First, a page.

She may have been crowned Miss World in 1994, but Aishwarya's beauty queen tag is long behind her. With over 35 Bollywood films under her belt, she has transformed herself into one of India's leading actresses. In 2003 she was invited to sit on the Cannes jury. A year later she made her foray into international cinema by starring in Gurinder Chadha's Bride And Prejudice, followed by The Mistress of Spices.
Provoked is her latest English language film, in which she takes the role of Kiranjit Alhuwalia, a Punjabi housewife who killed her husband, but was subsequently freed by the British judicial system. This landmark case redefined the word 'provocation' in the case of battered women. The film co-stars British talent Miranda Richardson, Robbie Coltrane and Naveen Andrews.
So, what persuaded you to be part of this film? Did your decision have anything to do with having suffered domestic abuse yourself, as you admitted some time ago?
Ultimately as a woman and as an actor I wanted to tell Kiranjit's story to the rest of the world. We will hopefully bring attention and a wider audience to an important story like hers. But with that comes a lot of responsibility. I am talking on Kiranjit's behalf so we had to be sensitive. After all, Provoked it an interpretation of the events that occurred, as none of us were there or lived through it.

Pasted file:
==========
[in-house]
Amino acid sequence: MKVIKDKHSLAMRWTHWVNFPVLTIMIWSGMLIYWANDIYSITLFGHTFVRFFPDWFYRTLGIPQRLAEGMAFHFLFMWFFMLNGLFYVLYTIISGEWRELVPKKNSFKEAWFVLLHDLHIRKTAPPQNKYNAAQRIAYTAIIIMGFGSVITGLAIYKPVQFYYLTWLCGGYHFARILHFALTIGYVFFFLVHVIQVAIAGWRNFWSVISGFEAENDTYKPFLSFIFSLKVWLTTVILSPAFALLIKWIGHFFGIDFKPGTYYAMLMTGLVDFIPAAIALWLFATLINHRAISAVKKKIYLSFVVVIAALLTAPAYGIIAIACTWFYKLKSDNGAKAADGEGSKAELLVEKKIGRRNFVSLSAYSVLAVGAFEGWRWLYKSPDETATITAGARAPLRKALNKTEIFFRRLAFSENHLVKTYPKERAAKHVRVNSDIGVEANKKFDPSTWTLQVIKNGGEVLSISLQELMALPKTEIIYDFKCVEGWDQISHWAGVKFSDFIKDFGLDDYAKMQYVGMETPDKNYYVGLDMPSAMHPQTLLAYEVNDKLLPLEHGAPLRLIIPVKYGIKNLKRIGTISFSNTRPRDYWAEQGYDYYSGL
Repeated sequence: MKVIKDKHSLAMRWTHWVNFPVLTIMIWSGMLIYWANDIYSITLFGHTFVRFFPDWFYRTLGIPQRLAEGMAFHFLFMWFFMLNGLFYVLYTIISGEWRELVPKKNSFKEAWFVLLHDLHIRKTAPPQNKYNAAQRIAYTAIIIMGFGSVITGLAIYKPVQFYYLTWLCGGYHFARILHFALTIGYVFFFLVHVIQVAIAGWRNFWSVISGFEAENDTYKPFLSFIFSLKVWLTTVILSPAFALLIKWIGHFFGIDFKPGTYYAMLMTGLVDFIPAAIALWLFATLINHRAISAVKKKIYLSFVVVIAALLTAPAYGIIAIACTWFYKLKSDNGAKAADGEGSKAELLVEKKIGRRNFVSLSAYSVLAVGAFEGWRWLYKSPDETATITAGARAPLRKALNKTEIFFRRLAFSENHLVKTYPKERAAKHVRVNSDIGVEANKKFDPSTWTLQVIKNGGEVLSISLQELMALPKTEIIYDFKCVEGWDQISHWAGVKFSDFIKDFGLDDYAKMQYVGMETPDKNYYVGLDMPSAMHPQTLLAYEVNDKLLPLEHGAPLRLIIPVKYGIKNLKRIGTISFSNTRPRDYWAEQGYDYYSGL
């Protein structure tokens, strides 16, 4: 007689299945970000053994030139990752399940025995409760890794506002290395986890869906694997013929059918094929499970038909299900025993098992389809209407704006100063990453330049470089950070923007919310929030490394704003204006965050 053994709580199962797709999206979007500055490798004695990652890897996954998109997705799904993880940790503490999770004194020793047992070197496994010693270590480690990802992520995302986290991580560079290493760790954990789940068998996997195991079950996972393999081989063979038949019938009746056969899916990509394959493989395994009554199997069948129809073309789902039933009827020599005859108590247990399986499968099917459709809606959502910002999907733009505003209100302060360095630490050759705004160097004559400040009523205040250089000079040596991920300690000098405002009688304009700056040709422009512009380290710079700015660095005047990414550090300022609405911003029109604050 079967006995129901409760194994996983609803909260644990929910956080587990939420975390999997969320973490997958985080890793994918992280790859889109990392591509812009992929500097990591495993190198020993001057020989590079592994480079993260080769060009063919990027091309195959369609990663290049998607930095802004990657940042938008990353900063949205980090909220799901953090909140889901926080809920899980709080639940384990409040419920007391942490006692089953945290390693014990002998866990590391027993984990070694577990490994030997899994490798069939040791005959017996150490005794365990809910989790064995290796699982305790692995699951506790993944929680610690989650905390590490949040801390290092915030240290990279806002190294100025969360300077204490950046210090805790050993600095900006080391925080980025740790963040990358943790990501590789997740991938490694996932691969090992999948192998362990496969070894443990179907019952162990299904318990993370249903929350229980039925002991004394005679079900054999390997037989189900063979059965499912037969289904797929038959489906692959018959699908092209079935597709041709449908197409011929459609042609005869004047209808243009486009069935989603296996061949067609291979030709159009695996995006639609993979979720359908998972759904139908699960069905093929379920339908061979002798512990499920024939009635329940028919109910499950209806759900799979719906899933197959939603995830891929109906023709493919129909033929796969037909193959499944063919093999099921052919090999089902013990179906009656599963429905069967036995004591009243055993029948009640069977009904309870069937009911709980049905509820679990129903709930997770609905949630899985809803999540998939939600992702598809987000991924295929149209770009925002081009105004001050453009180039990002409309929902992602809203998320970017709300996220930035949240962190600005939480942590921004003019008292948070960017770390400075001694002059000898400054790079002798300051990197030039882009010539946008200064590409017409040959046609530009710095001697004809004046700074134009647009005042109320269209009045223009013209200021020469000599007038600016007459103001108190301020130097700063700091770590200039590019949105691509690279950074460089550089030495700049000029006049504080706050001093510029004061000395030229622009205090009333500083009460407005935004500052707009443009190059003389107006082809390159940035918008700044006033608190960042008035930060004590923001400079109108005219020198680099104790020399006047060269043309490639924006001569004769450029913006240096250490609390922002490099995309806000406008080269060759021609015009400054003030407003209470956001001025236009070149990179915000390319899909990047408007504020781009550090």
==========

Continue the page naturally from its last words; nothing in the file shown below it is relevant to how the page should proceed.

What was the biggest challenge in playing Kiranjit Alhuwalia?
The fact that I hadn't met Kiranjit before filming meant drawing from within and interpreting her life and experience. We are telling the story of a real woman, with children, who's lived through a series of traumatic experiences, from her marriage to Deepak (Naveen Andrews), through to his death and her time in prison. Trying to get into her head was difficult.
Initially Kiranjit didn't want to meet us at all, but when she did meet us on the second last day of filming I was very nervous. Upon meeting there was an immediate connection.
How did Kiranjit react when she saw Provoked?
Well, she was disturbed and did tear up, especially during the opening sequence of the film. Pleased isn't the right word, but I think she felt justified and comforted by the narrative.
The film sends a clear message to men that violence towards women isn't acceptable. How do you think the men in the audience will react to the film?
They will shift in their seats if they need to, or they should stand up and applaud if they don't. But this is not only a message only to men, it's to all people. I'm not a feminist, I'm a humanist. I've been brought up to respect all human rights and that is the main message of the film.
The Indian media have been fairly harsh to you over the years about your personal life. Do you fear they will be unfair in judging you as Kiranjit?
It's horrifying when I read a quote in a newspaper that wasn't really said by me. But I get the chance to come in front of media and be judged and judged again with every movie. But Kiranjit doesn't that get that chance, so I do hope they will be fair on her.
Will the film be seen in India?
When the film was given a special screening at last year's Indian International Film Academy awards the Indian media suggested that it should be dubbed in other Indian languages and be seen across the different states. Provoked deserves that platform, to be made accessible to a wider audience.
Provoked opens in UK cinemas on Friday 6th April 2007.